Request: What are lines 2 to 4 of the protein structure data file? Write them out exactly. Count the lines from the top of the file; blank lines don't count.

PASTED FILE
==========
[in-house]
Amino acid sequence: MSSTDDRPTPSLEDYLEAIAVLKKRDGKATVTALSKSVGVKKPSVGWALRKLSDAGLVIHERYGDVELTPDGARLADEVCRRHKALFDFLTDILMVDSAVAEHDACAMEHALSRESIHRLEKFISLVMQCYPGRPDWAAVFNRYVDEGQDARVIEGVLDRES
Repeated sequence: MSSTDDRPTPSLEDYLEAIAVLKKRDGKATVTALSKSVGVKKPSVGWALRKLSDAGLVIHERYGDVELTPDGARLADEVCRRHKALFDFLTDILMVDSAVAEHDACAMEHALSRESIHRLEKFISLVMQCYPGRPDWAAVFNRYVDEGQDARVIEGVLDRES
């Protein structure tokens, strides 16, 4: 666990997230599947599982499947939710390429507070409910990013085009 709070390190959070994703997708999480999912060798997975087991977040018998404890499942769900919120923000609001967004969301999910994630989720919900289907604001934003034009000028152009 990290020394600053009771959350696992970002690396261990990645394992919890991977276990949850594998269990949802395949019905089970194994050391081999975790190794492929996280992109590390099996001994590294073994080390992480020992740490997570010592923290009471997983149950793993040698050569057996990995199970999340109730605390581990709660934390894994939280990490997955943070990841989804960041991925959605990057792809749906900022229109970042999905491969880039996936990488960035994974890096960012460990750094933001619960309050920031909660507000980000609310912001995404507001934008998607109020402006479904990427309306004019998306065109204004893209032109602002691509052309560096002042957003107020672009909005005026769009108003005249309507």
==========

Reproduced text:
Amino acid sequence: MSSTDDRPTPSLEDYLEAIAVLKKRDGKATVTALSKSVGVKKPSVGWALRKLSDAGLVIHERYGDVELTPDGARLADEVCRRHKALFDFLTDILMVDSAVAEHDACAMEHALSRESIHRLEKFISLVMQCYPGRPDWAAVFNRYVDEGQDARVIEGVLDRES
Repeated sequence: MSSTDDRPTPSLEDYLEAIAVLKKRDGKATVTALSKSVGVKKPSVGWALRKLSDAGLVIHERYGDVELTPDGARLADEVCRRHKALFDFLTDILMVDSAVAEHDACAMEHALSRESIHRLEKFISLVMQCYPGRPDWAAVFNRYVDEGQDARVIEGVLDRES
């Protein structure tokens, strides 16, 4: 666990997230599947599982499947939710390429507070409910990013085009 709070390190959070994703997708999480999912060798997975087991977040018998404890499942769900919120923000609001967004969301999910994630989720919900289907604001934003034009000028152009 990290020394600053009771959350696992970002690396261990990645394992919890991977276990949850594998269990949802395949019905089970194994050391081999975790190794492929996280992109590390099996001994590294073994080390992480020992740490997570010592923290009471997983149950793993040698050569057996990995199970999340109730605390581990709660934390894994939280990490997955943070990841989804960041991925959605990057792809749906900022229109970042999905491969880039996936990488960035994974890096960012460990750094933001619960309050920031909660507000980000609310912001995404507001934008998607109020402006479904990427309306004019998306065109204004893209032109602002691509052309560096002042957003107020672009909005005026769009108003005249309507």